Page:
Tuesday, January 8, 2013

Healthcare in Jamkhed, India: A Winter Intersession Experience

Elizabeth Krawczun, a CUNY BA student with a concentration in Epidemiology and a member of the Verrazano Class of 2014, is spending the winter intersession in rural India.  Elizabeth received a Verrazano Study Abroad Scholarship to help support her study abroad experience.  Read below for her first blog post.

Seven months ago, I certainly did not expect to be starting 2013 in rural India. The Brooklyn College program in “Global Health” is very applicable to my major in Epidemiology. I was surprised and excited to see this study abroad course offered. The majority of the study abroad courses I researched sounded lovely and promised to be educational and an unforgettable experience. What struck me about this study abroad, in particular, was that its purpose was to immerse students into the lives of villagers in rural India.  

India, while a growing global power, possesses an extreme discrepancy in distribution of wealth, power, and standard of living among its citizens. The rural villages within Jamkhed, where I will be studying, are undeveloped and the people there live in severe poverty and lack the basic services that we, as Americans, take for granted. Diseases that have been eradicated for decades in the United States continue to inflict India’s impoverished areas.

I will be housed and study at the Comprehensive Rural Health Project in Jamkhed. This facility was first established in 1970 and is now recognized by the World Health Organization as the “Jamkhed Model”. This model is quickly being adopted by many health care facilities in the southeast and has gained international attention. The two founders of the project created this model with the idea that doctors should not have a monopoly of knowledge; that knowledge of disease treatment and preventative health care measures should and must be brought to the people. 

To begin the transition towards this new design, a young woman was chosen and trained by the staff at the hospital in identifying common diseases, like leprosy, administering some treatments and educating the villagers. These “Village Health Care Workers” faced a huge amount of discrimination and mistreatment. There was and still is a huge amount of gender inequality in India and the founders of the program believed that this inequality was one of the major factors contributing to the high death rates and low standard of life.

In this study abroad course, I will learn and study the Jamkhed Model and be able to discuss why or this outline could or could not be applied, with success, to other countries and other methods of, as the doctors in Jamkhed call it, “biomedicine.” Relating this design to others, based on numbers and statistics, is not enough. The international and intranational politics, including non-governmental organizations’ intervention and foreign aid, must be factored in.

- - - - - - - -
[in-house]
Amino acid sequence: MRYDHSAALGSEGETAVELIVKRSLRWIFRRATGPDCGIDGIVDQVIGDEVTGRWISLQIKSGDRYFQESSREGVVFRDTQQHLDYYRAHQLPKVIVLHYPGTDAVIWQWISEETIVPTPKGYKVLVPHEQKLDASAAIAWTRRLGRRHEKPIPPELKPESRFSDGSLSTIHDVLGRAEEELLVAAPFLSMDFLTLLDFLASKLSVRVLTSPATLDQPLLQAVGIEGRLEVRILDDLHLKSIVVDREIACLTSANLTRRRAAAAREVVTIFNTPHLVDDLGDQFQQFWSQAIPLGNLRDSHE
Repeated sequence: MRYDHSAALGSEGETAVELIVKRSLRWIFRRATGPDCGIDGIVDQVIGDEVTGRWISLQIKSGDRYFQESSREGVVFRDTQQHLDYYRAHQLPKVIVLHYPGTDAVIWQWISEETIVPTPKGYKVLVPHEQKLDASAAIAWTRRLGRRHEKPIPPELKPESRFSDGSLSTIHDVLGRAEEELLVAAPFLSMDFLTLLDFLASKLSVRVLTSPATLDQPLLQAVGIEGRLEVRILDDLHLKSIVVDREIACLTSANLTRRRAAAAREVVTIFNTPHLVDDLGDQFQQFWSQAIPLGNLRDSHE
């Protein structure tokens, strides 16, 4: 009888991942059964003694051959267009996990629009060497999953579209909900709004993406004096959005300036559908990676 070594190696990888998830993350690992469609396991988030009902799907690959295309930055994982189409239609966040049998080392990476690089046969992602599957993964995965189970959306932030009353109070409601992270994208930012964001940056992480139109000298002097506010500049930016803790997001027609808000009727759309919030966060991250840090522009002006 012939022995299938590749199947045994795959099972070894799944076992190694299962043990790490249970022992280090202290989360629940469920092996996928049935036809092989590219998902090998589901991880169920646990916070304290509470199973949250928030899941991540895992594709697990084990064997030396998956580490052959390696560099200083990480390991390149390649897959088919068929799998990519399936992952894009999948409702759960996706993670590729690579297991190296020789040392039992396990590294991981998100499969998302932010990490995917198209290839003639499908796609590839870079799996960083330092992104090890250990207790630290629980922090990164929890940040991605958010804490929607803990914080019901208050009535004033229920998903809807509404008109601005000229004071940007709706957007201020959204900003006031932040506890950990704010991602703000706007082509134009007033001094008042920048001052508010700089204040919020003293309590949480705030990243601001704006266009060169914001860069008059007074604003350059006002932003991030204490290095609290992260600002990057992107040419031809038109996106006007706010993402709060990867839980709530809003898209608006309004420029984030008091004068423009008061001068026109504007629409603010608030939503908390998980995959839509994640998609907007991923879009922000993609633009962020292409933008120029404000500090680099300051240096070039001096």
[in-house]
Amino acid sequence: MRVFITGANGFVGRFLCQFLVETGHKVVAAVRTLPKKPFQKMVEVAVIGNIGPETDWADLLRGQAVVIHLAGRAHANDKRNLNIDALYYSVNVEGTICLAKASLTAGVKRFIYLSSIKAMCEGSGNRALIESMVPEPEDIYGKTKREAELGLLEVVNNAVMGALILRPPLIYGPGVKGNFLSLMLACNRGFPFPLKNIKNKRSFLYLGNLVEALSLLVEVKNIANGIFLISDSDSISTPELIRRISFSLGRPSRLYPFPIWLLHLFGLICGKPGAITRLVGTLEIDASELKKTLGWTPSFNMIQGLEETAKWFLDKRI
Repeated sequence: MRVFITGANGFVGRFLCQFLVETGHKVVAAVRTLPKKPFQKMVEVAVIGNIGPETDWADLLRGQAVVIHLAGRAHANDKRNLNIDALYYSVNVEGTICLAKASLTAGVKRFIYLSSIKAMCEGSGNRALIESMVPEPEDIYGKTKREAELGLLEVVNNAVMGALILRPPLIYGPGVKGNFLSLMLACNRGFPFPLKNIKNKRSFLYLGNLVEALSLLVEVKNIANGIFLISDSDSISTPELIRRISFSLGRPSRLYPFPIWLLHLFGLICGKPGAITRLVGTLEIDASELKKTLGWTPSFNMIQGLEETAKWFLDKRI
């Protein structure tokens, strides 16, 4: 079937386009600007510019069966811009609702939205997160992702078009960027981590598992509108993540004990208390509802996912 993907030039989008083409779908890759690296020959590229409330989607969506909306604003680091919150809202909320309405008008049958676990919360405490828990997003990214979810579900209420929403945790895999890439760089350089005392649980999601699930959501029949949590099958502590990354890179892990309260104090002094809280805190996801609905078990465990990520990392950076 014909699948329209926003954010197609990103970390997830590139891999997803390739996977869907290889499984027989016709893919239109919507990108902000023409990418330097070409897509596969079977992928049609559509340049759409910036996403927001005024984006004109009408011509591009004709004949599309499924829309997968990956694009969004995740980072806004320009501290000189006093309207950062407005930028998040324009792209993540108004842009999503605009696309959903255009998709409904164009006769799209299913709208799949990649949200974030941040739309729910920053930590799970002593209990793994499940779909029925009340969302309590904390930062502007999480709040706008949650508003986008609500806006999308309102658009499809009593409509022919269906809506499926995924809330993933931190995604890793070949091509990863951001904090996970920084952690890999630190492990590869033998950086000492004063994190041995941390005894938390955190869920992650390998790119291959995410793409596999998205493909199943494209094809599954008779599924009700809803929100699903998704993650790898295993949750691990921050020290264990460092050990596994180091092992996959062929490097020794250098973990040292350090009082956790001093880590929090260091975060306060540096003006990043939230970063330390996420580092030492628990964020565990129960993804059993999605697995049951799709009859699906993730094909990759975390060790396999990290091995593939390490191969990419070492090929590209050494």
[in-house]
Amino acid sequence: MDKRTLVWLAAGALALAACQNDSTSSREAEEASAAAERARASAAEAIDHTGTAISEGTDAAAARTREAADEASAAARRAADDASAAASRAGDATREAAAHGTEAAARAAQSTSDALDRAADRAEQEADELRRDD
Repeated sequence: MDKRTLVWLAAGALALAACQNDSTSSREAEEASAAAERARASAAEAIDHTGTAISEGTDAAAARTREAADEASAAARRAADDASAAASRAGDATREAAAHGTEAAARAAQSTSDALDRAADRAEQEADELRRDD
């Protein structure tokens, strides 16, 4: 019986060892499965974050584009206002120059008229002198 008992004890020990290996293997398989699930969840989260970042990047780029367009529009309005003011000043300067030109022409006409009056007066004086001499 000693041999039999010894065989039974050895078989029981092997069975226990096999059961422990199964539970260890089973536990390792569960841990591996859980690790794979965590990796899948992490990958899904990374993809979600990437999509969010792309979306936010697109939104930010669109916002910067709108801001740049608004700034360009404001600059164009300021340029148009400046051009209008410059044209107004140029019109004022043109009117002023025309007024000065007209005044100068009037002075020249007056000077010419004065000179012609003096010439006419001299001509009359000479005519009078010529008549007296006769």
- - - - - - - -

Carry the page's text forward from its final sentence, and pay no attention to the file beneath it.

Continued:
During my time there, my group will visit some of the surrounding villages and have the opportunity to observe the Jamkhed Model in its application. It will be difficult to see the state of some of these areas, and I have been warned of some of the dangers associated with being a Westerner there. We will meet the Village Health Workers and be able to see the good that they do. The course syllabus is flexible because there are likely going to be times when we will be called away to see a surgery or medical procedure, either in the Program’s compound, or in a nearby village. 

In the past, students have been present for medical procedures, for example, cataract surgeries and child births performed by a midwife. I have always been interested in medicine and have seriously considered medical school, but chose the major in Epidemiology because I feel as though medicine can sometimes be too distant and that a patient can easily be considered only as far as what symptoms he or she presents. What most attracted me to this course, and why it corresponds with my major, is that the focus is on the people. Training the people to care for and educate the people comes before the medicine. One of the goals of the founders was to prioritize preventative measures over curative medicine.

I am grateful for the opportunity to travel abroad to observe such an amazing mission. However, there are many safety precautions that have to be taken. Along with routine vaccinations, I have had to take malaria prophylaxis, along with typhoid, Japanese Encephalitis and several other vaccinations. In addition, there are fairly strict codes of dress, particularly for women. In Jamkhed, all the women wear saris. The females in my group and I have been told that we will only need to wear a sari when traveling to the larger villages and the two holy sites that we will visit. At all times, we must have our legs covered to around mid-calf and shirts that are loose and cover our backside. Scarves should always be worn, as one never knows when a head-scarf will be needed to cover long hair, which is considered to be suggestive and inappropriate in some areas.

The weather varies greatly during this time of year. The days generally reach 85 degrees, while the nights are around 40 degrees. The housing areas do not have heat, air conditioning, hot water, and flooring. Bottled water is provided by the Project and visitors are counseled against using any other water. Luckily, all meals are provided by the facility and, again, foreigners are advised not to eat anything from street vendors.

The first hurdle I have to get over will be the daunting task of sitting on a non-stop flight for fifteen hours, immediately followed by a nine hour bus ride. 

I know that this experience will be life-changing and am very much looking forward to this once in a lifetime opportunity. I cannot wait for my journey to begin.

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